The Local Group: Includes M31, the Milky Way galaxy, their satellites, and other small galaxies, for a total of about 30-40 [including And XII, falling into the Local Group at 556 km/s]; It may be evolving into an elliptical galaxy, after the future collision between the Milky Way and M31.

  The Milky Way Neighborhood

  • Does the Universe end outside the Milky Way? To answer, we need to measure the distances to suspicious objects like the Andromeda Nebula and the Magellanic Clouds; To do that, we need to see objects of known luminosity, "standard candles".
  • Finding distances: Out to 30 Mpc or so, use variable stars, mainly Cepheids (10,000 times the Sun's luminosity, see M100); The LMC (50 kpc away) and SMC [with their Magellanic Stream], and some others are in our immediate surroundings; The closest one is the Sagittarius dwarf [which we may have ripped apart from the LMC].
  • The Andromeda galaxy: M31, about 2 Mly away, is the closest large galaxy to us; It is similar in structure and size (somewhat larger), and is also surrounded by small galaxies and leftover clouds of gas.

Out to a Few Hundred Mpc

  • Finding distances: We need brighter standard candles than Cepheid variables; Out to a few hundred Mpc, supernovas (10 billion times the Sun's luminosity) do the job [or the Tully-Fischer relation between luminosity and rotation rate]; after that we use another method, although measurements on supernovas are improving a lot...
  • Beyond the Local Group: More groups [like the Sculptor Group, at only 10 Mly] and larger clusters (the nearest large one is the Virgo Cluster at 16-20 Mpc, with about 2500 galaxies!), pulled together by gravity.
  • Local (or Virgo) Supercluster: Contains about 160 galaxy groups, including the Local Group and the Virgo Cluster; Flattened, 10 Mly thick and 100 Mly in diameter.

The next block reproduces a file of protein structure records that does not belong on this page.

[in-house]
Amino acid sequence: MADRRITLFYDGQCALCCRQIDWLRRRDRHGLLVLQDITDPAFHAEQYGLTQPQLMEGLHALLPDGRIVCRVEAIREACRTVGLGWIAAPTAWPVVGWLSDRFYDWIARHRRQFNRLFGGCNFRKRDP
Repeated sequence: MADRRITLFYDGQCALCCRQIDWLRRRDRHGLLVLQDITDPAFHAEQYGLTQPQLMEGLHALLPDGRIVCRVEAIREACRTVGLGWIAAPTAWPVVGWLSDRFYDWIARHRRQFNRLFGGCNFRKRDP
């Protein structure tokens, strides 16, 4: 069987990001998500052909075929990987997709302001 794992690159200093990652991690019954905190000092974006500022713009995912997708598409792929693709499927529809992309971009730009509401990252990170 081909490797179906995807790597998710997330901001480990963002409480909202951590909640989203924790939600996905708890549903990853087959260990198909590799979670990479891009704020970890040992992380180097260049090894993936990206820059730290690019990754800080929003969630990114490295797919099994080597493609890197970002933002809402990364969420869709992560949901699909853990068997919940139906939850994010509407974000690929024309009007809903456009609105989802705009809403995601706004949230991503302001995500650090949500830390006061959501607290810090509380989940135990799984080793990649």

• Anything between the galaxies? A thinner, hot gas (blowing like wind through our galaxy), and even a few hostless stars and globular clusters.

Types of Galaxies

  • Spirals: They have a thin disk, whitish/blue spiral arms (with gas & dust, and star formation), bulge, halo; The most famous one is M31, the Andromeda galaxy; Others are M51, the Whirlpool Galaxy, and M104, the Sombrero Galaxy; Varieties differ in how tight they are; most have elongated structures called bars near their center (the MW probably does), some are lenticular (no spiral arms), even warped or tangled! The largest known one, Malin 1, is 650,000 ly across.
  • How do we find the mass? From the speed of stars and Kepler's 3rd law, as usual; The most massive one has four times the mass of the MW. But the values we get always show that there is a lot of matter out there that we don't see!
  • Ellipticals: They have no disk (with some exceptions), no gas/dust, just old stars in random motions (all halo); They range from giants like M87 (1012 stars) to dwarfs like the nearby M32 (108 stars).
  • Irregulars: No definite shape; Star formation, gas & dust; They are less common, at least now; Examples include the Magellanic Clouds.
  • Ultra-compact dwarfs: UCD's were first discovered in 2000 but may be very common; They can pack millions of stars in regions 120 light years across!
  • Why are there different types? It is not clear, but we have hints; Not so much evolution of single galaxies, but interactions in groups or clusters, which can lead to new star formation (ring galaxies), distort galaxies (warped disks), and may determine overall shape; Giant ellipticals may be "fossil galaxies" from mergers of groups of galaxies.

  Overall Distribution

  • Beyond the Local Supercluster: The Great Attractor [Hydra-Centaurus Cluster]; more galaxies...; Most are in small groups, some in larger clusters and superclusters; Most galaxies are small, faint, and there are many cloudlike protogalaxies.
  • Galaxy surveys: Close to 100 billion galaxies may be observable, based on sample portions of the sky like the Hubble Deep Field; Various projects have conducte extensive surveys [such as 2dF and SDSS, which has obtained spectra for over 3 million galaxies as of 2013]; Many groups and clusters seem to be arranged in filaments and walls, with up to 100 Mpc voids; Fractal structure? At Gly scales, the universe looks homogeneous.
  • How far can we see? Out to billions of light years, but there we cannot rely even on supernovae, and we have to use a fact discovered by Hubble about how galaxies move; Plus, what we see is not what the galaxies look like "now"...

 The next questions are: Are these galaxies moving? Why do some of them not look normal?

page by luca bombelli <bombelli at>, modified 18 aug 2013